'Men's Issues' seem like such a luxury problem that even conceding it's a real thing leaves you open to accusations of being a whiney meninist
This problem is far from a modern endemic. As far back as 1981, Joseph Pleck published a report called 'The Myth of Masculinity.' Here, Pleck laid out his ideas of the 'sex role strain paradigm', explaining the multi-faceted issues which arise when men attempt to live up to what is little more than a mirage of masculinity. He discusses the profound dysfunctionality of men who feel that to 'toughen up' is better than to share their problems, and links his ideas to financial and familial collapse, depression and, once again – suicide. What seems clear is that whilst men might not be an oppressed group, the background assumption that they're immune to social pressures combined with either a reluctance or an outright inability to discuss their issues is leading to an unignorable crisis of masculinity.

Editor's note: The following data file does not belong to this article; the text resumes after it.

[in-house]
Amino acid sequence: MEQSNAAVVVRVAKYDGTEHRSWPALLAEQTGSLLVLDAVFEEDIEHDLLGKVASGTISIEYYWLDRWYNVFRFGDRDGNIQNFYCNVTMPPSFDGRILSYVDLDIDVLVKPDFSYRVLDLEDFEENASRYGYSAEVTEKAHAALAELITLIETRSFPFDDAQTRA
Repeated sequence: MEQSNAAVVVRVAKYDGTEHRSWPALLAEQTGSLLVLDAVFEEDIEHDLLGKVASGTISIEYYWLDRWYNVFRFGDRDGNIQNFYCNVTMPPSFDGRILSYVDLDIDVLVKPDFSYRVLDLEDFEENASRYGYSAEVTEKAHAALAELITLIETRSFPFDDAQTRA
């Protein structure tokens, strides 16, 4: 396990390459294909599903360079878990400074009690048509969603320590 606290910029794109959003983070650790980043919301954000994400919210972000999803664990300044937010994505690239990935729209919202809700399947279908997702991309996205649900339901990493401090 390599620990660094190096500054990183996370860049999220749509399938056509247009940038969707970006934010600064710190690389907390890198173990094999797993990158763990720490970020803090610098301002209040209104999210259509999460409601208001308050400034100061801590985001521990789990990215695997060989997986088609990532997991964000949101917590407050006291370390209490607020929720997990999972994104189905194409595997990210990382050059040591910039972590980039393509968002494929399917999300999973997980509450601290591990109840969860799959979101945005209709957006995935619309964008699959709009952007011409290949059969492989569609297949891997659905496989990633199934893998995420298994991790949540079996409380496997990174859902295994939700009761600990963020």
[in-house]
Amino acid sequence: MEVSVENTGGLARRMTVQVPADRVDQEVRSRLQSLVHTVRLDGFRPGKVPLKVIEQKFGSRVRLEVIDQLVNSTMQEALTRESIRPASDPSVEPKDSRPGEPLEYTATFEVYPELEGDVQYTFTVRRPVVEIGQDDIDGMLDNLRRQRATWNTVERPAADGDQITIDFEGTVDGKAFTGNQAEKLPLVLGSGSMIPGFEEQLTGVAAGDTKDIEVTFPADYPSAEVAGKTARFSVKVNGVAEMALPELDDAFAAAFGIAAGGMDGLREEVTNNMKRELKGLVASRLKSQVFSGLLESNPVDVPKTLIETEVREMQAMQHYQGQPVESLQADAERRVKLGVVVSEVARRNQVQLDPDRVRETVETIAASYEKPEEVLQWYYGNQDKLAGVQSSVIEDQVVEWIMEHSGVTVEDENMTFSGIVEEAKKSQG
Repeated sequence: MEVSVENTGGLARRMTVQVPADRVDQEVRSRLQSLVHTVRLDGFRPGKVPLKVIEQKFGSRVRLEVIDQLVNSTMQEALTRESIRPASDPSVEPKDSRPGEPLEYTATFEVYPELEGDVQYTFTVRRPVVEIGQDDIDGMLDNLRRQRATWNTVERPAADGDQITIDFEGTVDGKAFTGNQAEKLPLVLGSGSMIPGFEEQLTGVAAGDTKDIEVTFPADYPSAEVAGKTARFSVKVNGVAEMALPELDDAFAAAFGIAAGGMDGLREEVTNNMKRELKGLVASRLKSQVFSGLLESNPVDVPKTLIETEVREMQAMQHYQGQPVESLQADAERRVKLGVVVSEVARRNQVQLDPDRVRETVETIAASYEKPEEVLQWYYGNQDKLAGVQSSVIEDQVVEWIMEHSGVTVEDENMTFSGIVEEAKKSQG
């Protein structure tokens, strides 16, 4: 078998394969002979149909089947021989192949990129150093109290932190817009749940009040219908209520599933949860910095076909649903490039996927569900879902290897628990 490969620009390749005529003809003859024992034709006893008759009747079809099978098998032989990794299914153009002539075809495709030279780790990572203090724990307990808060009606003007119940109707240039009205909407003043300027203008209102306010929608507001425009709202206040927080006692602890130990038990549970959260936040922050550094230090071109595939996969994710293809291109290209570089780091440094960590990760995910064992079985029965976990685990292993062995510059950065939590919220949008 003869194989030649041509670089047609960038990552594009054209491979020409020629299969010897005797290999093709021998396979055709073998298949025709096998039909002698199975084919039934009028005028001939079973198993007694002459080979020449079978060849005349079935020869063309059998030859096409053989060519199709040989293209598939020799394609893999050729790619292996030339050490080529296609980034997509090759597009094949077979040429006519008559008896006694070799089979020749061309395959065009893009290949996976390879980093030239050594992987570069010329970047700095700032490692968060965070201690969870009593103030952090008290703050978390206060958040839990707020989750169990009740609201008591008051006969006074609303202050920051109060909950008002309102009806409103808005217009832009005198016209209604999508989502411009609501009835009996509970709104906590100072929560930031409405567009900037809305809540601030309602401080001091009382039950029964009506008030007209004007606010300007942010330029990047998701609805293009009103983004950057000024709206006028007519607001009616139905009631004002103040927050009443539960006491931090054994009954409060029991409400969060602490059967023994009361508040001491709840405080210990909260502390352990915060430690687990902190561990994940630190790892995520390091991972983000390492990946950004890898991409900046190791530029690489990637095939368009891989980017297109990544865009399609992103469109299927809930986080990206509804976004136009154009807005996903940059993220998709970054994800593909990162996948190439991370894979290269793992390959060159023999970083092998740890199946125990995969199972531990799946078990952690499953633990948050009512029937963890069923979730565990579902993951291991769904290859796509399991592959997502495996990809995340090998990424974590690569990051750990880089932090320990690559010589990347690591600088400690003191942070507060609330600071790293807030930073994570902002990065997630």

Taken as a whole, there is a weight of research concluding that many men lack the tools needed to negotiate through a complex and anxiety-inducing world. The dominance of a restrictive ideology which equates vulnerability with weakness has left men without a road-map to navigate through their problems with anything more than a grunt and a shrug. Whereas it could be argued that feminism has enriched women with the ability to delineate, refine, discuss and sharpen their sense of identity and social position – men are often left with weak or unavailable role models, trapped in their own skin with no idea of how they should behave or what is expected of them. Beyond the frothing waves of dullard meninists on Twitter, there lies a genuine issue, and one that has been brewing for decades. So how does this festival aim to fix it?
"I want men to feel they have permission to discuss what masculinity is, and to give them an opportunity to realise that there's so many different ways you can be a man," says Jude Kelly, founder of the Being A Man Festival and artistic director of the Southbank Centre. "There's rigid ideas as to what makes a proper bloke, and I don't know if they're helpful to men of any age," she says.